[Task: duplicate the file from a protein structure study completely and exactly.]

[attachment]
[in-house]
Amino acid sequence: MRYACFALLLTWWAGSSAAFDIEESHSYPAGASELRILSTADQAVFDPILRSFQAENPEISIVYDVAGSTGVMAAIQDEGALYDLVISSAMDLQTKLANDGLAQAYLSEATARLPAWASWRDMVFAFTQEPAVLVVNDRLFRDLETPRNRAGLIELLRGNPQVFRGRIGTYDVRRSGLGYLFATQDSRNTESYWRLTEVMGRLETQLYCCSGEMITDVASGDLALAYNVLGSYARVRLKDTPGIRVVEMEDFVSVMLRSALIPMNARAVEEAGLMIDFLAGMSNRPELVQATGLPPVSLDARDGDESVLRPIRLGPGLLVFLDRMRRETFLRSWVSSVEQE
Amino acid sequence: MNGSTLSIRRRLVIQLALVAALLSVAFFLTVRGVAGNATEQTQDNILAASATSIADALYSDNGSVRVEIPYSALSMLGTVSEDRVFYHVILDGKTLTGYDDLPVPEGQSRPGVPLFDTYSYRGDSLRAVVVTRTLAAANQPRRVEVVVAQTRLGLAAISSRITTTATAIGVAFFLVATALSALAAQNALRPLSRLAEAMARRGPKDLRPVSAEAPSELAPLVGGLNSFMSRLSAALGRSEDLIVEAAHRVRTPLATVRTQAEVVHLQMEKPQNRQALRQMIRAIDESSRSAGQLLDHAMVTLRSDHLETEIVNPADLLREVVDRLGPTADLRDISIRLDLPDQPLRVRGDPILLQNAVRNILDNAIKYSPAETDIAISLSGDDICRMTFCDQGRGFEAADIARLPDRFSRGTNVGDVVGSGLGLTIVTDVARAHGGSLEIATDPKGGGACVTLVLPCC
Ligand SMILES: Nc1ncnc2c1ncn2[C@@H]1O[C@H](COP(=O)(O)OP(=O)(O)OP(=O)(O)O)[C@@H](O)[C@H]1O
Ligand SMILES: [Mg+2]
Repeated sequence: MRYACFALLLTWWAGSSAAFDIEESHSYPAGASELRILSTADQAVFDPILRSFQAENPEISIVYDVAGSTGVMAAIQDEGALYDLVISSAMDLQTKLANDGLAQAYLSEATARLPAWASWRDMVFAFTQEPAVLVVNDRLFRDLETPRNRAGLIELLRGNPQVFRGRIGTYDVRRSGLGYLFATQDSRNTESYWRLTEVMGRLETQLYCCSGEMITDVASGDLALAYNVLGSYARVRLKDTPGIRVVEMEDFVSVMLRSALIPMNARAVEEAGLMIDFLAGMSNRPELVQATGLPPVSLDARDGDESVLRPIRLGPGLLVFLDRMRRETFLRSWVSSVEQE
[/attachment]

[in-house]
Amino acid sequence: MRYACFALLLTWWAGSSAAFDIEESHSYPAGASELRILSTADQAVFDPILRSFQAENPEISIVYDVAGSTGVMAAIQDEGALYDLVISSAMDLQTKLANDGLAQAYLSEATARLPAWASWRDMVFAFTQEPAVLVVNDRLFRDLETPRNRAGLIELLRGNPQVFRGRIGTYDVRRSGLGYLFATQDSRNTESYWRLTEVMGRLETQLYCCSGEMITDVASGDLALAYNVLGSYARVRLKDTPGIRVVEMEDFVSVMLRSALIPMNARAVEEAGLMIDFLAGMSNRPELVQATGLPPVSLDARDGDESVLRPIRLGPGLLVFLDRMRRETFLRSWVSSVEQE
Amino acid sequence: MNGSTLSIRRRLVIQLALVAALLSVAFFLTVRGVAGNATEQTQDNILAASATSIADALYSDNGSVRVEIPYSALSMLGTVSEDRVFYHVILDGKTLTGYDDLPVPEGQSRPGVPLFDTYSYRGDSLRAVVVTRTLAAANQPRRVEVVVAQTRLGLAAISSRITTTATAIGVAFFLVATALSALAAQNALRPLSRLAEAMARRGPKDLRPVSAEAPSELAPLVGGLNSFMSRLSAALGRSEDLIVEAAHRVRTPLATVRTQAEVVHLQMEKPQNRQALRQMIRAIDESSRSAGQLLDHAMVTLRSDHLETEIVNPADLLREVVDRLGPTADLRDISIRLDLPDQPLRVRGDPILLQNAVRNILDNAIKYSPAETDIAISLSGDDICRMTFCDQGRGFEAADIARLPDRFSRGTNVGDVVGSGLGLTIVTDVARAHGGSLEIATDPKGGGACVTLVLPCC
Ligand SMILES: Nc1ncnc2c1ncn2[C@@H]1O[C@H](COP(=O)(O)OP(=O)(O)OP(=O)(O)O)[C@@H](O)[C@H]1O
Ligand SMILES: [Mg+2]
Repeated sequence: MRYACFALLLTWWAGSSAAFDIEESHSYPAGASELRILSTADQAVFDPILRSFQAENPEISIVYDVAGSTGVMAAIQDEGALYDLVISSAMDLQTKLANDGLAQAYLSEATARLPAWASWRDMVFAFTQEPAVLVVNDRLFRDLETPRNRAGLIELLRGNPQVFRGRIGTYDVRRSGLGYLFATQDSRNTESYWRLTEVMGRLETQLYCCSGEMITDVASGDLALAYNVLGSYARVRLKDTPGIRVVEMEDFVSVMLRSALIPMNARAVEEAGLMIDFLAGMSNRPELVQATGLPPVSLDARDGDESVLRPIRLGPGLLVFLDRMRRETFLRSWVSSVEQE